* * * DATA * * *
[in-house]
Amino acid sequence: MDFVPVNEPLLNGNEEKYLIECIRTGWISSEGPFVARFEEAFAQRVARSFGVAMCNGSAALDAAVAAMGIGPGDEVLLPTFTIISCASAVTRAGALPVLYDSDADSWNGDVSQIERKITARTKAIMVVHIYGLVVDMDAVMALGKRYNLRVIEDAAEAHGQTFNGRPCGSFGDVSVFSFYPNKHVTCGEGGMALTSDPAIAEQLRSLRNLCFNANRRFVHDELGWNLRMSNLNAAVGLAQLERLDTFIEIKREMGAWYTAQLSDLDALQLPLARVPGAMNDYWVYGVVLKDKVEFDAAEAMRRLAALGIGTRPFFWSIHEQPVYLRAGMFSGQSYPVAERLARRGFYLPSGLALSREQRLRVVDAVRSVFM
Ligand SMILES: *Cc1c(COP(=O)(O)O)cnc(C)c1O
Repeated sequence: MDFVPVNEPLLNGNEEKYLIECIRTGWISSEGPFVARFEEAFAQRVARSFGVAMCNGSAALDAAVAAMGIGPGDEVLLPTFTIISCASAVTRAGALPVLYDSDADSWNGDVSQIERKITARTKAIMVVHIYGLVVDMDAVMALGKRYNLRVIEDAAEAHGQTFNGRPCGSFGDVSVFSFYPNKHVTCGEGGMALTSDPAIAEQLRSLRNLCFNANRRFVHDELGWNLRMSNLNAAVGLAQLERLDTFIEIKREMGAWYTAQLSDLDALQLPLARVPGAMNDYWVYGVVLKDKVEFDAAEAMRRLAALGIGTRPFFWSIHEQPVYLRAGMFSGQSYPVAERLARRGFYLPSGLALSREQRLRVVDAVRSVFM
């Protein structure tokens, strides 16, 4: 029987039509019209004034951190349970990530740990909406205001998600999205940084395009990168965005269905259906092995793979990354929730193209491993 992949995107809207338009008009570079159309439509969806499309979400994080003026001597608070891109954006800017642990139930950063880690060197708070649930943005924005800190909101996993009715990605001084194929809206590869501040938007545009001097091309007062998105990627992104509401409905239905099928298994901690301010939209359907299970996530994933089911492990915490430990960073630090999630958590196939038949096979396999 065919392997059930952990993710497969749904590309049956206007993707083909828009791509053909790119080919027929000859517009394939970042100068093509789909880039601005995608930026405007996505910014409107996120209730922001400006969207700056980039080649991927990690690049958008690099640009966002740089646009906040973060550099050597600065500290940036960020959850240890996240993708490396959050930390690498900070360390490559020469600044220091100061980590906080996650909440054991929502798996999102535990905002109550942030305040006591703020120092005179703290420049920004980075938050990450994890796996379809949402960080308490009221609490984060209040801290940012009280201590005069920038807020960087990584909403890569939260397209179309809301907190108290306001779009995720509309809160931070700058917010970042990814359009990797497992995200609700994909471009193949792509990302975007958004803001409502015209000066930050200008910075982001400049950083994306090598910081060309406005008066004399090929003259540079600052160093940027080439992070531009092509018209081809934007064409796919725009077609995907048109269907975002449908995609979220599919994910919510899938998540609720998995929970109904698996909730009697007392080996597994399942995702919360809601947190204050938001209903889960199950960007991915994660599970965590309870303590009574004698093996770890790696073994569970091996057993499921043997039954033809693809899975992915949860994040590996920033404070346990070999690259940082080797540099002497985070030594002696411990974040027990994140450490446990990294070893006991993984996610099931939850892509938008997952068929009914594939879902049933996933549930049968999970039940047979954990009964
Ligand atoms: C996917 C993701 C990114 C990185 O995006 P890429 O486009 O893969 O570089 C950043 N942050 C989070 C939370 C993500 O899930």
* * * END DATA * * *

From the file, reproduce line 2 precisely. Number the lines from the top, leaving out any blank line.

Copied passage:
Amino acid sequence: MDFVPVNEPLLNGNEEKYLIECIRTGWISSEGPFVARFEEAFAQRVARSFGVAMCNGSAALDAAVAAMGIGPGDEVLLPTFTIISCASAVTRAGALPVLYDSDADSWNGDVSQIERKITARTKAIMVVHIYGLVVDMDAVMALGKRYNLRVIEDAAEAHGQTFNGRPCGSFGDVSVFSFYPNKHVTCGEGGMALTSDPAIAEQLRSLRNLCFNANRRFVHDELGWNLRMSNLNAAVGLAQLERLDTFIEIKREMGAWYTAQLSDLDALQLPLARVPGAMNDYWVYGVVLKDKVEFDAAEAMRRLAALGIGTRPFFWSIHEQPVYLRAGMFSGQSYPVAERLARRGFYLPSGLALSREQRLRVVDAVRSVFM